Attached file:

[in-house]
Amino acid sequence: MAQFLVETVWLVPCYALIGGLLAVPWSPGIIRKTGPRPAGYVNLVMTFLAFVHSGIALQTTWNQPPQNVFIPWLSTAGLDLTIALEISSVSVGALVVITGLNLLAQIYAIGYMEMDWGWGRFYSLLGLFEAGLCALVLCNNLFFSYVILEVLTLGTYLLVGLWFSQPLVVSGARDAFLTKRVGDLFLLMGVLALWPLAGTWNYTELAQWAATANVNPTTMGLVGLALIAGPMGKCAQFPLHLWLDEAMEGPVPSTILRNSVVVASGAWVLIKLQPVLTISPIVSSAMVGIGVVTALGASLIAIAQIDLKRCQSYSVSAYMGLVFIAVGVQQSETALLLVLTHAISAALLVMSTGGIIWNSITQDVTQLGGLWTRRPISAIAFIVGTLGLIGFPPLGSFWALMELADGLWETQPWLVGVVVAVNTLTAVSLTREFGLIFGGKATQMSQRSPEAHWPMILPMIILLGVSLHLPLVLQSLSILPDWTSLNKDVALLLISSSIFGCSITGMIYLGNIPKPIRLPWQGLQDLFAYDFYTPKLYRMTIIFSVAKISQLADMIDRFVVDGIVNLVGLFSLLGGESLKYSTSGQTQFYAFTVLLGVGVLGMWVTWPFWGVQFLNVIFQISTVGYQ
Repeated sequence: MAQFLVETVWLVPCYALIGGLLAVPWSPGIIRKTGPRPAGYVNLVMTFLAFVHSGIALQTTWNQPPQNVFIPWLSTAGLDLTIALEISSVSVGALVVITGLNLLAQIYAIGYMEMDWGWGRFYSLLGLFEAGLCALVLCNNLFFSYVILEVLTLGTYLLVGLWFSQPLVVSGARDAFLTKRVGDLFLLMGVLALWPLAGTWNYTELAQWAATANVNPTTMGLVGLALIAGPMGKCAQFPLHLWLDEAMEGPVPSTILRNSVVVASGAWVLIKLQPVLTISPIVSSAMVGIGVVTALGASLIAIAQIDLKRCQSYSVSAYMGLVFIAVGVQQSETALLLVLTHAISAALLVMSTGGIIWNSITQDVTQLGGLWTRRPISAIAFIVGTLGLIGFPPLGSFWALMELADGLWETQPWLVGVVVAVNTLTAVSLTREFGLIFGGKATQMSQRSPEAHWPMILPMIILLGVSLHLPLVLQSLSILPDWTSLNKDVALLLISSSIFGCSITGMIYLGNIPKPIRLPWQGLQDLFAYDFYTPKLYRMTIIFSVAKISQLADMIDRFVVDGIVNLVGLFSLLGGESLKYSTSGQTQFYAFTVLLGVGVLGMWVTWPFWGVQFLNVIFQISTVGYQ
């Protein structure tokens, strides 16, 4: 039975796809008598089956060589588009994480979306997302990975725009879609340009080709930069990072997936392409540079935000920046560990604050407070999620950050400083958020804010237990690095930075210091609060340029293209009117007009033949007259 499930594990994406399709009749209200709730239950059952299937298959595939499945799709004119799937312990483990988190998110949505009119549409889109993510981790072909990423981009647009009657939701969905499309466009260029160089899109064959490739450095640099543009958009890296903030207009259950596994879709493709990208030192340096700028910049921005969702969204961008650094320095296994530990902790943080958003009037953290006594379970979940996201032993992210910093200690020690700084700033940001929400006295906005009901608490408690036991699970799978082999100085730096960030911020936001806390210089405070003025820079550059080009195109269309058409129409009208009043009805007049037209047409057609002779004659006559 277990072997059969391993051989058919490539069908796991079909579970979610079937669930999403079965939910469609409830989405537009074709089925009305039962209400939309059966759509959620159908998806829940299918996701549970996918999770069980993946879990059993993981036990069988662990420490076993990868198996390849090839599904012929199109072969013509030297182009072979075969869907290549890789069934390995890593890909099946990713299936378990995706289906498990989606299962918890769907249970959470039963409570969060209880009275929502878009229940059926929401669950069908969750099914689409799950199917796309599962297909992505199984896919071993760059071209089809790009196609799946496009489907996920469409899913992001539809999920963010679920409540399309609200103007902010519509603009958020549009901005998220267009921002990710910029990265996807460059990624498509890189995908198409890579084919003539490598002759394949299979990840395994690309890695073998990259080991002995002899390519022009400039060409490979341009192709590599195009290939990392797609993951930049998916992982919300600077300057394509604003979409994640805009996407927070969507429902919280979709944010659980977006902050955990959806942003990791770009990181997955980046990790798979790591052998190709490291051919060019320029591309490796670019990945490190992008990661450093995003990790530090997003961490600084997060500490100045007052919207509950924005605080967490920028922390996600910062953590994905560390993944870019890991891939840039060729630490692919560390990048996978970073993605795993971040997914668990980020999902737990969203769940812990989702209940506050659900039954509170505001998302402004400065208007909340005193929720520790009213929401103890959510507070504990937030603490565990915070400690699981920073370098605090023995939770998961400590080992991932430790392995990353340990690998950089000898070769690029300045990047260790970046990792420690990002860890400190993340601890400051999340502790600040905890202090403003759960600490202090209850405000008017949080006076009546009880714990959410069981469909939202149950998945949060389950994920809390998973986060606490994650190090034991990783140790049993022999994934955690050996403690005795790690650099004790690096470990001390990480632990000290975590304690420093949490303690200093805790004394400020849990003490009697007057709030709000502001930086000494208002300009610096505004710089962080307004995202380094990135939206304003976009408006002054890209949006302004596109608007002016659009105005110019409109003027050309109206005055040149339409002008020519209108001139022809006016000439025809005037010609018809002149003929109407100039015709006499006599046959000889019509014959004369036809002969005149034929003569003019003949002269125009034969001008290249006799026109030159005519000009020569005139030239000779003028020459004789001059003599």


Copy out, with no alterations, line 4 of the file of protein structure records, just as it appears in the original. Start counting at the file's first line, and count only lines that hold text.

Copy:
């Protein structure tokens, strides 16, 4: 039975796809008598089956060589588009994480979306997302990975725009879609340009080709930069990072997936392409540079935000920046560990604050407070999620950050400083958020804010237990690095930075210091609060340029293209009117007009033949007259 499930594990994406399709009749209200709730239950059952299937298959595939499945799709004119799937312990483990988190998110949505009119549409889109993510981790072909990423981009647009009657939701969905499309466009260029160089899109064959490739450095640099543009958009890296903030207009259950596994879709493709990208030192340096700028910049921005969702969204961008650094320095296994530990902790943080958003009037953290006594379970979940996201032993992210910093200690020690700084700033940001929400006295906005009901608490408690036991699970799978082999100085730096960030911020936001806390210089405070003025820079550059080009195109269309058409129409009208009043009805007049037209047409057609002779004659006559 277990072997059969391993051989058919490539069908796991079909579970979610079937669930999403079965939910469609409830989405537009074709089925009305039962209400939309059966759509959620159908998806829940299918996701549970996918999770069980993946879990059993993981036990069988662990420490076993990868198996390849090839599904012929199109072969013509030297182009072979075969869907290549890789069934390995890593890909099946990713299936378990995706289906498990989606299962918890769907249970959470039963409570969060209880009275929502878009229940059926929401669950069908969750099914689409799950199917796309599962297909992505199984896919071993760059071209089809790009196609799946496009489907996920469409899913992001539809999920963010679920409540399309609200103007902010519509603009958020549009901005998220267009921002990710910029990265996807460059990624498509890189995908198409890579084919003539490598002759394949299979990840395994690309890695073998990259080991002995002899390519022009400039060409490979341009192709590599195009290939990392797609993951930049998916992982919300600077300057394509604003979409994640805009996407927070969507429902919280979709944010659980977006902050955990959806942003990791770009990181997955980046990790798979790591052998190709490291051919060019320029591309490796670019990945490190992008990661450093995003990790530090997003961490600084997060500490100045007052919207509950924005605080967490920028922390996600910062953590994905560390993944870019890991891939840039060729630490692919560390990048996978970073993605795993971040997914668990980020999902737990969203769940812990989702209940506050659900039954509170505001998302402004400065208007909340005193929720520790009213929401103890959510507070504990937030603490565990915070400690699981920073370098605090023995939770998961400590080992991932430790392995990353340990690998950089000898070769690029300045990047260790970046990792420690990002860890400190993340601890400051999340502790600040905890202090403003759960600490202090209850405000008017949080006076009546009880714990959410069981469909939202149950998945949060389950994920809390998973986060606490994650190090034991990783140790049993022999994934955690050996403690005795790690650099004790690096470990001390990480632990000290975590304690420093949490303690200093805790004394400020849990003490009697007057709030709000502001930086000494208002300009610096505004710089962080307004995202380094990135939206304003976009408006002054890209949006302004596109608007002016659009105005110019409109003027050309109206005055040149339409002008020519209108001139022809006016000439025809005037010609018809002149003929109407100039015709006499006599046959000889019509014959004369036809002969005149034929003569003019003949002269125009034969001008290249006799026109030159005519000009020569005139030239000779003028020459004789001059003599």